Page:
Those PM2.5 air particles can make or break my day
By Emily Ford
It is two o'clock in the morning and I am checking to see how the air is doing. Over the past fortnight I have developed an unhealthy obsession with the US consulate's air quality monitor, which has just been given its own Twitter feed.
I am a little embarrassed to admit this. When my Beijing friends first showed me their mobile phone apps for checking the state of the air, I thought they needed to get a life. I even felt a little defensive on China's behalf. "We all know the air's not great here," I thought.
"If you want nice air, go to Switzerland."
But ever since the US consulate started posting its updates every two hours in May, I've become so fixated with it that carbon milligrams have the power to make or break my day. When the air is good, I feel all right about things. Often, though, it is not.
Fixating on monitor
When I wake up the next day I have a quick look to see how the air is doing.
"Moderate," the monitor tweets. "At 24-hour exposure at this level."
"Moderate is OK," I think. "I can live with moderate."
I manage to go for an entire day without checking the air. Then I crack and have a look. The news is not good.
"Unhealthy," the monitor shrieks. "At 24-hour exposure at this level." This is the worst it has been since the posts started. I feel my bronchioles begin to shrivel up in horror.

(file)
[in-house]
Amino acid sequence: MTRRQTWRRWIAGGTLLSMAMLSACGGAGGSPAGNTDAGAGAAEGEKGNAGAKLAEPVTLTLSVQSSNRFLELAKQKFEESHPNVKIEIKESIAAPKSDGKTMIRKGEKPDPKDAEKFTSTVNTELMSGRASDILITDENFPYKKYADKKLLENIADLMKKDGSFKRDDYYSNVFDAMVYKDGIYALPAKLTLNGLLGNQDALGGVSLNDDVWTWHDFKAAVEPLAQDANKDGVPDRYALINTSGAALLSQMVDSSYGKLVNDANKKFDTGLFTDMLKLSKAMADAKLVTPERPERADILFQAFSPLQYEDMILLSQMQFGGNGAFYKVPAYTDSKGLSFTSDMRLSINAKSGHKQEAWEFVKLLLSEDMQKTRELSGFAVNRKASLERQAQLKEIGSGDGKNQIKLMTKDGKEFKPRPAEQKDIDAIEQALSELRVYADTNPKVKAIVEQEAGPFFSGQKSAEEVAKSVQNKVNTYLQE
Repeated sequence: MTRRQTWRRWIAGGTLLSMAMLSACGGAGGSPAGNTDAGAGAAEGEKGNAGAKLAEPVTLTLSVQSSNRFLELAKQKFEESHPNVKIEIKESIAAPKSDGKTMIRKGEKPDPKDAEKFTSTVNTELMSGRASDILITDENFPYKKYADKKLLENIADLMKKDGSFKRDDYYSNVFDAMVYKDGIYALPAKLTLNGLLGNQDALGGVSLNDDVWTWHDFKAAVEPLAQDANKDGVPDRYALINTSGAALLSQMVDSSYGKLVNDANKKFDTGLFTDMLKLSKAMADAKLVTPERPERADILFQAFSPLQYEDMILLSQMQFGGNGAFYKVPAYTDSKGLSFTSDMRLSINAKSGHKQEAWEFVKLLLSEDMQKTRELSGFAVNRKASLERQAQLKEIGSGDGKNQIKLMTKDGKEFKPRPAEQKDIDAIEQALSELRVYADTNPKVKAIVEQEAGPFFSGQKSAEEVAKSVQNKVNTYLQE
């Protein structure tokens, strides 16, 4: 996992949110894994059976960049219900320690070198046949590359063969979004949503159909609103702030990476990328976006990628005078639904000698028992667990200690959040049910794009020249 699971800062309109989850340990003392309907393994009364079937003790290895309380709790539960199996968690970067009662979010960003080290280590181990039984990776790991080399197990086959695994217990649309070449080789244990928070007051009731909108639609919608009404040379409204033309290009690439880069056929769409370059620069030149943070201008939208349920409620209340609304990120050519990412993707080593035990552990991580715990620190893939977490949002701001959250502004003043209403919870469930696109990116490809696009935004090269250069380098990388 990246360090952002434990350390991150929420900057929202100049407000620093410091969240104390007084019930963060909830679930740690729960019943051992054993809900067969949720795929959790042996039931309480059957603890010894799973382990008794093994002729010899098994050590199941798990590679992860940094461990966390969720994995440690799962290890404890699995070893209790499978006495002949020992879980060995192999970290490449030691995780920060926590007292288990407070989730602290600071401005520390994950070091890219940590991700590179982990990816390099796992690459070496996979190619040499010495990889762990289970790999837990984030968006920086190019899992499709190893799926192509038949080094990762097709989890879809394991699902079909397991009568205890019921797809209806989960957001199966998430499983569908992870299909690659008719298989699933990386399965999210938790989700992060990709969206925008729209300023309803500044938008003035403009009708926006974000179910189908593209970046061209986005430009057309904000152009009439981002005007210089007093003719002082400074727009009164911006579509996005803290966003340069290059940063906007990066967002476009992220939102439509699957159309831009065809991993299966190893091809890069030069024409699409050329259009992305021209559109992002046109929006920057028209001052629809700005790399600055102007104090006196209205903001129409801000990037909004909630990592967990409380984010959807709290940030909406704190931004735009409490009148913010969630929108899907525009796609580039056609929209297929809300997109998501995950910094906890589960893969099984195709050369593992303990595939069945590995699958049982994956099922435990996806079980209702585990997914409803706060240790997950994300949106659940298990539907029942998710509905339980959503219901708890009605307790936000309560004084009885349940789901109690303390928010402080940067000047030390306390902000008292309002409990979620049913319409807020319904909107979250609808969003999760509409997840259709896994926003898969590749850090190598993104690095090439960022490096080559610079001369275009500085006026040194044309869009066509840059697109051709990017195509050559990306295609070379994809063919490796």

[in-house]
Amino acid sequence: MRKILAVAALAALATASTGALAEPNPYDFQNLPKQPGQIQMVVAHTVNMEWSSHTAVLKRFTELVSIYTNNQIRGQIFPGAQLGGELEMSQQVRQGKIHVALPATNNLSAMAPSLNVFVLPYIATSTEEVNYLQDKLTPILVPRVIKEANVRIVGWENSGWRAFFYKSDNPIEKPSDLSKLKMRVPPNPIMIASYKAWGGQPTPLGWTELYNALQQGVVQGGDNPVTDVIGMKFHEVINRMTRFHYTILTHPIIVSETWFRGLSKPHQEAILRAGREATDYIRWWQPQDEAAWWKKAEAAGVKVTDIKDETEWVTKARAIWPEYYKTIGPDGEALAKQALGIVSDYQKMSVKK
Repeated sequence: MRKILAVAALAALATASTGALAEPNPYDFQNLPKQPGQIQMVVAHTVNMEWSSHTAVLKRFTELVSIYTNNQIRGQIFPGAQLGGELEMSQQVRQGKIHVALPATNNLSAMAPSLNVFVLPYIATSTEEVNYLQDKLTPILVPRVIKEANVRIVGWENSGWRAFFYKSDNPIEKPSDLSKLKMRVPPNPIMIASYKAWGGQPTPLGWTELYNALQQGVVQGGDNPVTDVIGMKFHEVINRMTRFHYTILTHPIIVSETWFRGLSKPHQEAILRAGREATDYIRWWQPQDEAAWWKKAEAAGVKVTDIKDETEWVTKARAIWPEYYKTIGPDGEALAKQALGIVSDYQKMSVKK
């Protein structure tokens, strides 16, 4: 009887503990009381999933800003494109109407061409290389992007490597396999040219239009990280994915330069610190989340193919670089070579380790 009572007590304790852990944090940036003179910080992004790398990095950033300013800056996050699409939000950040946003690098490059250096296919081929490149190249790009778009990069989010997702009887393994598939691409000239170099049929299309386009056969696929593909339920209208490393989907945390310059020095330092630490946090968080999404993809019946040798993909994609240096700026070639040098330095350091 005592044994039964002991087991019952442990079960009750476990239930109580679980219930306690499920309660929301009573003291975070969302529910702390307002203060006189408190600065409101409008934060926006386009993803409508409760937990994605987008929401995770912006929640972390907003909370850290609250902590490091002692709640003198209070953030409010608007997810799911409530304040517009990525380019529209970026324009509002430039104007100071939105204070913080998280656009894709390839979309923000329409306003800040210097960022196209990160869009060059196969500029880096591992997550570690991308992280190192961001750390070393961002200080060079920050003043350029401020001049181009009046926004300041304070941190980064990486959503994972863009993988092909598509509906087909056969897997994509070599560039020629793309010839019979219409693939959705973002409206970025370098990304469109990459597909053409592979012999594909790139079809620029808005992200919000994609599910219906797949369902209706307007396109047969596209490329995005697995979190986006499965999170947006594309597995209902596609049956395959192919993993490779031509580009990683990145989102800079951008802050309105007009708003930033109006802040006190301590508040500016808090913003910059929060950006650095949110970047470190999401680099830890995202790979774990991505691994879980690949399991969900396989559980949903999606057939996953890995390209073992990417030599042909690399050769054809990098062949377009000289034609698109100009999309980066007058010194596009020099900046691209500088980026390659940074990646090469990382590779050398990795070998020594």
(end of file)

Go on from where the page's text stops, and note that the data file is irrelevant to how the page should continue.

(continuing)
"But only this morning the air was moderate," I think, looking accusingly out at the fume-gray sky. "How can it go from moderate to unhealthy in just a few hours?"
After a few days I am not only still obsessed with the monitor, I have also developed a weird competitive streak with the one in Beijing. When I first started checking the air, I used to look at Beijing's to reassure myself that however bad ours was, theirs would be worse. But while Shanghai is firmly stuck on "moderate," Beijing has been smugly posting "good" for several days now.
This seems unfair. When it comes to culture and imperial palaces, the capital justly trumps its naughty little sister on the coast. Now it wants to have superior air quality too.
"But air was one of the things we were supposed to be better at," I think, annoyed. "Along with partying and hairy crabs."
The Beijing monitor has something of a history, having behaved itself until one particularly toxic day when it decided to go rogue and started tweeting that the air was "crazy bad," to the embarrassment of just about everyone.
"At that point it's probably not even air any more," I think. "Just pollution with bits of oxygen mixed in."
I secretly hope that ours might say something even more entertaining. "Frankly, today is just disgusting." I imagine it telling its followers authoritatively. "Stay indoors and avoid breathing where possible."
After a week the air monitor appears to have entered a kind of depression, having been "unhealthy" for five days in a row. I check constantly for signs of a turnaround, but the patient will not rally.
"Still unhealthy," I think miserably every two hours. "At 24-hour exposure at this level."
That night I turn my air-conditioning up high until I am taking big gulps of chilled recycled dust. I imagine dreaming of Austrian mountains and blue skies.
Before I go to bed, I take one final look at the monitor. I have decided to stop following it altogether. "Moderate," it says, perkily. "At 24-hour exposure at this level."